Sunday, February 19, 2006
So this is the next watch I acquired. A bog-standard Fortis Aviator, 34mm in size. I've got small wrists, so I chose this one over a 38mm version because it looks better on the wrist.
I bought it after looking for a new watch for about 3 months during the last year I worked in Basel, Switzerland. I had been there for over 6 years and it was becoming clear to me that it was time to move on; I wanted a bit of a souvenir as well. This is back in 1996.
Fortis is one of the smaller Swiss makers that has specialized on aviation and aerospace watches, and are a supplier to the Russian cosmonauts for their official mission watches. This particular model is the 620.10.41.
Why this particular watch?
Well, first of all it fit my budget. Alway important, that.
Second, I had done some research and found that there were simply so many watches made with the ETA 2824-2. Hence I wanted something different, something that not everyone would have.
Companies like Tissot make fine watches, but they're simply, for me, too easily available. There's no sense of uniqueness, since they're mainstream watch makers.
Fortis, on the other hand, has a long history of supplying aviator watches. The company started up in 1912 (all info from their website) and were the makers of the very first automatic watch, the Harwood, in 1926. They won a design award at the Hannover fair in 1987 for their modern automatic flyer chronographs, and in 1994 the Russians chose Fortis to supply the Chronographs of the Russian space missions.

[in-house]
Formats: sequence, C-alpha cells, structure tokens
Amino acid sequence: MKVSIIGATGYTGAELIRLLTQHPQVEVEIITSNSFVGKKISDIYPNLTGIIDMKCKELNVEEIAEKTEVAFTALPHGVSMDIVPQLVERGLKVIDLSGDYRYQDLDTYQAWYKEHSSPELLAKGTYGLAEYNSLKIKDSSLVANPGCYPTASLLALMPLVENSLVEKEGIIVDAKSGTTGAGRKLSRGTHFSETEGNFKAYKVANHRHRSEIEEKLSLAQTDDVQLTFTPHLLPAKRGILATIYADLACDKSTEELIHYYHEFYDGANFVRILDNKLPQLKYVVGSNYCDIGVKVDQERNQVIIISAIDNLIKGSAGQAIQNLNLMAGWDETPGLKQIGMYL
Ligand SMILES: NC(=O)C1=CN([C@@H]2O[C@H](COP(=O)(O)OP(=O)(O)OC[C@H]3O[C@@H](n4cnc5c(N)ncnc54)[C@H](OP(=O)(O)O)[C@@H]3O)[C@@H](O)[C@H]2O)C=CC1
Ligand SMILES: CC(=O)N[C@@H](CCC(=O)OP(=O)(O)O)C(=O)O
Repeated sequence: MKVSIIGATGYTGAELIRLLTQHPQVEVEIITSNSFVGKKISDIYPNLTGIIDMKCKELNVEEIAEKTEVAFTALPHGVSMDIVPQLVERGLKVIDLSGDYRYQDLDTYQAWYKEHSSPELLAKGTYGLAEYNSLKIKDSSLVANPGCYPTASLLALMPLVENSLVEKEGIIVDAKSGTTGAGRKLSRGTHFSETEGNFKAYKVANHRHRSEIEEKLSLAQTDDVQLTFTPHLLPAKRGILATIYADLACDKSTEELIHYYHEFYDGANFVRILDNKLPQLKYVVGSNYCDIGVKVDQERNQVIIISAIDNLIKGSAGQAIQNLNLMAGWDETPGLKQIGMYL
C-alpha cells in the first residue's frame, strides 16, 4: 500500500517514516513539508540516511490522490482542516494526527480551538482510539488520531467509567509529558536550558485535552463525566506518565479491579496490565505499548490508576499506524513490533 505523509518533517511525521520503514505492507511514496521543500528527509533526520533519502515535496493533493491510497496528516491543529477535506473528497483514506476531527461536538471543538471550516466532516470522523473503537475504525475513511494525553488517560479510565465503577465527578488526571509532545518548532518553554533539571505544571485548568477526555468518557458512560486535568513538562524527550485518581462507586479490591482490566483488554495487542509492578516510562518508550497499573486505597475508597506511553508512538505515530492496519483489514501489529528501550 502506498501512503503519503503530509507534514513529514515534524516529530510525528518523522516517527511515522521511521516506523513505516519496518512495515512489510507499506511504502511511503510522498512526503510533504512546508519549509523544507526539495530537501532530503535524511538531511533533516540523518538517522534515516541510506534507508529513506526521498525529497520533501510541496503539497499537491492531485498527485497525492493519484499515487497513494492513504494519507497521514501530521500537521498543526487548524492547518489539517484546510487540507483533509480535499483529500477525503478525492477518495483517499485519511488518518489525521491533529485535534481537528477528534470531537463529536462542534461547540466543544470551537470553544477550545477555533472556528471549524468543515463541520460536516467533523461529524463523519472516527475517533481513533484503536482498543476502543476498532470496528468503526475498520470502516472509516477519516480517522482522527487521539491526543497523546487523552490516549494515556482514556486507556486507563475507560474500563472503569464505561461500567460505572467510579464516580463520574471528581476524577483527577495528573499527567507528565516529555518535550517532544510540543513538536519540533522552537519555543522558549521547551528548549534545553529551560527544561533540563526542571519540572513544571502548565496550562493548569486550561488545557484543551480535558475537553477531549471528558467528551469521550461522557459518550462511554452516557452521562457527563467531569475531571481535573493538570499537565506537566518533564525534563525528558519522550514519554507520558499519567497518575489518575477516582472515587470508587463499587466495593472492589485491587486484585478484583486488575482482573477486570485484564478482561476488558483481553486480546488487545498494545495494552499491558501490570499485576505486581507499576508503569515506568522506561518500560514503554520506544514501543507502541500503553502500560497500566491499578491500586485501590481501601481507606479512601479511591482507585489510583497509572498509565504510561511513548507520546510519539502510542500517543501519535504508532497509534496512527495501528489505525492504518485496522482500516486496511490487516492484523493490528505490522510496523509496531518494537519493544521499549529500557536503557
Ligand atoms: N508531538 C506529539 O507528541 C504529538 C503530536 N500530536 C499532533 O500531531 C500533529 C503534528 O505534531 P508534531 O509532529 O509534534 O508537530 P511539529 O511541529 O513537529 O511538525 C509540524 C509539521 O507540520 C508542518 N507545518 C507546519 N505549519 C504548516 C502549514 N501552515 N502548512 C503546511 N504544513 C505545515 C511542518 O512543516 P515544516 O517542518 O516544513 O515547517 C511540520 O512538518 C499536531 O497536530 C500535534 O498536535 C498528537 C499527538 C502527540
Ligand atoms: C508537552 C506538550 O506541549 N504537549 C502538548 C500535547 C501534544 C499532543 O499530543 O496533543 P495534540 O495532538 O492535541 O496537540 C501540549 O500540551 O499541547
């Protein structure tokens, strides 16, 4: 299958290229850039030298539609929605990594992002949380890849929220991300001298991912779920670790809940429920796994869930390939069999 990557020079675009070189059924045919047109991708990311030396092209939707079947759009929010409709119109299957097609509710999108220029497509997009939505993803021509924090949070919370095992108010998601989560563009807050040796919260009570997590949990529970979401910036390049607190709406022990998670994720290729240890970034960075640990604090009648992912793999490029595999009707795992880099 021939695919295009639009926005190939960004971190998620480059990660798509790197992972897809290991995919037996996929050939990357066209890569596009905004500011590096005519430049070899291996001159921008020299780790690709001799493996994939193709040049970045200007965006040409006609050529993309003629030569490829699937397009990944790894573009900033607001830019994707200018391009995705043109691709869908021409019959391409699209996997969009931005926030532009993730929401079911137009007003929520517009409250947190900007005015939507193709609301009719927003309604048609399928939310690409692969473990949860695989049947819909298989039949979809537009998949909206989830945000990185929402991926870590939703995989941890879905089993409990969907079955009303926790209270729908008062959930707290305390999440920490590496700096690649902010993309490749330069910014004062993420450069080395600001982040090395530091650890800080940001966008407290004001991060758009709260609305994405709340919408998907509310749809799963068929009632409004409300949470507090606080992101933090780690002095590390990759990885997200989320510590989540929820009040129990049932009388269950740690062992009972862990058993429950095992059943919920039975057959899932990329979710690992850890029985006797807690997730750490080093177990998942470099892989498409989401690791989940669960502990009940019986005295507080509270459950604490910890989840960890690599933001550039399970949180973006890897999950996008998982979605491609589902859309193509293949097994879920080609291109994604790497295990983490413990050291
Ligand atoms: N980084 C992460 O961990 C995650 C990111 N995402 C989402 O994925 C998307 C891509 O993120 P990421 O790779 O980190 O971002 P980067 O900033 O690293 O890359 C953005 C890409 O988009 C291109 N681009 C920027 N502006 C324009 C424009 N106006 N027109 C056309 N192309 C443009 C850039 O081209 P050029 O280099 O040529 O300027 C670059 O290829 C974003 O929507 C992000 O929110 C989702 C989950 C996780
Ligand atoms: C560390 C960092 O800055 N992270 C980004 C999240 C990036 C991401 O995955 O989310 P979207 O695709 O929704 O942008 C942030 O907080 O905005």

This means that Fortis has joined that relatively small circle of manufacturers that make watches that are technically able to handle space flight: Omega and Bulova are two others, and while the Russians used Shturmanskies and Strela watches from the 1st Moscow Watch Factory, they didn't make the grade in 1994 (there's a long story there).
Anyway, I've had this particular watch for almost 10 years. I wore it almost all the time from 1996 to 2004, a full 8 years, with virtually no problems. I went through a total of 5 straps, all original Fortis - and these were usually pretty hard to find - black with white stitching.
The strap you see here is not original, but rather a Poljot strap that I thinks works fine with the watch.
The accuracy of the classic 2824-2 is excellent: I usually would set the watch on Sunday morning, and it would rarely be off more than 1-2 minutes per week, which is excellent performance from such a basic caliber.
I started to wear it less when I began to collect watches.
After letting it gather some dust in the drawer, I started to wear it on and off, and noticed the first problem: setting the date got a little difficult, and I had to start setting it not by the quick date method, but by running the hands past midnight for each day.
So I sorta stopped wearing it, because it became more trouble than it was worth. But every once in a while I'd realize that the date was set (the month had turned) and I'd wear it a couple of days for old time's sake.
At some point I thought I'd give my oldest daughter a treat and let her wear it. She really, really liked the idea and wore the watch for a couple of weeks. One day, though, I noticed that she wasn't wearing it and asked why: she said that she had worn it while playing volleyball and that it had stopped working.
Uh oh, I thought. Sure enough, heavily scuffed and battered, and the tiny little ding you see between 9 and 10 in the casing was there. In addition, the watch really wasn't working; you could feel the automatic mechanism, the winding mechanism, sort of rolling around in the back, but no energy was being fed into the main spring, so of course it wasn't keeping time, and when I tried winding it by hand nothing happened.
So I took it to the watchmakers, a new one, to see what could be done.